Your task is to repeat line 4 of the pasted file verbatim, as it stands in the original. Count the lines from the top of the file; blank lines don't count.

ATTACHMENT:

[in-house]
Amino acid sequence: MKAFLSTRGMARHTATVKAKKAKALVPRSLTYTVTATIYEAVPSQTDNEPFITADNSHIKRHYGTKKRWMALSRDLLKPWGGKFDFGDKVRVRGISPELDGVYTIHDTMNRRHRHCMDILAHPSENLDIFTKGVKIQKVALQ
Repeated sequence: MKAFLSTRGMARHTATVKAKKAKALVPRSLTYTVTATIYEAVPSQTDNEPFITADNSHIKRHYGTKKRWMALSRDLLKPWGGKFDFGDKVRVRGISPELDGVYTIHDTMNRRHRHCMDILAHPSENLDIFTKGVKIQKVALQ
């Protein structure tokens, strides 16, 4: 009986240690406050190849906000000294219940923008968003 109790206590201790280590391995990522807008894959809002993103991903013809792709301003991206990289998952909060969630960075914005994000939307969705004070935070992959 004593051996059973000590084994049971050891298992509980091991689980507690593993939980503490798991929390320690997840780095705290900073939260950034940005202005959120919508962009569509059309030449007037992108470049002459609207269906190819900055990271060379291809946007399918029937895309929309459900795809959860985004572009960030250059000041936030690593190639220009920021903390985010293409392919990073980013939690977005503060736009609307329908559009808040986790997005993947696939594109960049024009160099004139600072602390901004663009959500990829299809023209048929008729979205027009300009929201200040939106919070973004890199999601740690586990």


């Protein structure tokens, strides 16, 4: 009986240690406050190849906000000294219940923008968003 109790206590201790280590391995990522807008894959809002993103991903013809792709301003991206990289998952909060969630960075914005994000939307969705004070935070992959 004593051996059973000590084994049971050891298992509980091991689980507690593993939980503490798991929390320690997840780095705290900073939260950034940005202005959120919508962009569509059309030449007037992108470049002459609207269906190819900055990271060379291809946007399918029937895309929309459900795809959860985004572009960030250059000041936030690593190639220009920021903390985010293409392919990073980013939690977005503060736009609307329908559009808040986790997005993947696939594109960049024009160099004139600072602390901004663009959500990829299809023209048929008729979205027009300009929201200040939106919070973004890199999601740690586990």